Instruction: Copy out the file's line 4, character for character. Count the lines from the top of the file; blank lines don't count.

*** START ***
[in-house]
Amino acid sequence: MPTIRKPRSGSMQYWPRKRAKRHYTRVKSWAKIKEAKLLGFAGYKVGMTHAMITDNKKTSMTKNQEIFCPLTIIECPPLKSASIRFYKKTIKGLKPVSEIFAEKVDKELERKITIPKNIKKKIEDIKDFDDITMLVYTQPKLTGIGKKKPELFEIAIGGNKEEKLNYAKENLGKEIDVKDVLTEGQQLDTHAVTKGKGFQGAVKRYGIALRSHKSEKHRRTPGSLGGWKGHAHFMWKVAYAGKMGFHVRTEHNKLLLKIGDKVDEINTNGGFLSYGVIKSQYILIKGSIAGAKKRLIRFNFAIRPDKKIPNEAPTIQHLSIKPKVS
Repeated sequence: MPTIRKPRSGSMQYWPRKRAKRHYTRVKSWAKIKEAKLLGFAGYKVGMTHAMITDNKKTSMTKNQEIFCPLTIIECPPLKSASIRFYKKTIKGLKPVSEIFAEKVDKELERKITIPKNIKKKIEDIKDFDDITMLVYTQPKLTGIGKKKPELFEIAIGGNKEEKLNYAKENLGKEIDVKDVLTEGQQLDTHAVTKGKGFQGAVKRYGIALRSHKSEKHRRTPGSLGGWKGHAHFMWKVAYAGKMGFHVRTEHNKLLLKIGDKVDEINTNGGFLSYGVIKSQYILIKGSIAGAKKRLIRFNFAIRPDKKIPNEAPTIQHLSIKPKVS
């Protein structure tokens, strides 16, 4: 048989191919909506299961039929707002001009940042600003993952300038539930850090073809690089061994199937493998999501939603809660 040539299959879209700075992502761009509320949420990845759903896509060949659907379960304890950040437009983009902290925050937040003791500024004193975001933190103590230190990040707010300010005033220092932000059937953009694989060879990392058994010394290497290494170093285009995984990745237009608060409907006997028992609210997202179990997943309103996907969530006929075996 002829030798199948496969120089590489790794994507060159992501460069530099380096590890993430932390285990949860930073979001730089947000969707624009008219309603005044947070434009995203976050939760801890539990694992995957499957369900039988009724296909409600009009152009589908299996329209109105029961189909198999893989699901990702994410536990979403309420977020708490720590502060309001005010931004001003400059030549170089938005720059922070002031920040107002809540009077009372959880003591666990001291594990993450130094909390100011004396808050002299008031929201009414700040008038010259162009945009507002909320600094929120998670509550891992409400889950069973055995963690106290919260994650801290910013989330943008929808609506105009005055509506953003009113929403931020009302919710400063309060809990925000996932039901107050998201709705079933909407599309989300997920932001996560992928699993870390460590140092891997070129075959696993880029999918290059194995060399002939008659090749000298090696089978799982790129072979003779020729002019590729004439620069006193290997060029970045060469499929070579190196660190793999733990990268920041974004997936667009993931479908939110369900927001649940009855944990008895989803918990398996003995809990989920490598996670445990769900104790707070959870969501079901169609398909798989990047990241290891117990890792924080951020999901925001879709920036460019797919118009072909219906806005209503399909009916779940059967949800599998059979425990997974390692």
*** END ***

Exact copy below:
């Protein structure tokens, strides 16, 4: 048989191919909506299961039929707002001009940042600003993952300038539930850090073809690089061994199937493998999501939603809660 040539299959879209700075992502761009509320949420990845759903896509060949659907379960304890950040437009983009902290925050937040003791500024004193975001933190103590230190990040707010300010005033220092932000059937953009694989060879990392058994010394290497290494170093285009995984990745237009608060409907006997028992609210997202179990997943309103996907969530006929075996 002829030798199948496969120089590489790794994507060159992501460069530099380096590890993430932390285990949860930073979001730089947000969707624009008219309603005044947070434009995203976050939760801890539990694992995957499957369900039988009724296909409600009009152009589908299996329209109105029961189909198999893989699901990702994410536990979403309420977020708490720590502060309001005010931004001003400059030549170089938005720059922070002031920040107002809540009077009372959880003591666990001291594990993450130094909390100011004396808050002299008031929201009414700040008038010259162009945009507002909320600094929120998670509550891992409400889950069973055995963690106290919260994650801290910013989330943008929808609506105009005055509506953003009113929403931020009302919710400063309060809990925000996932039901107050998201709705079933909407599309989300997920932001996560992928699993870390460590140092891997070129075959696993880029999918290059194995060399002939008659090749000298090696089978799982790129072979003779020729002019590729004439620069006193290997060029970045060469499929070579190196660190793999733990990268920041974004997936667009993931479908939110369900927001649940009855944990008895989803918990398996003995809990989920490598996670445990769900104790707070959870969501079901169609398909798989990047990241290891117990890792924080951020999901925001879709920036460019797919118009072909219906806005209503399909009916779940059967949800599998059979425990997974390692």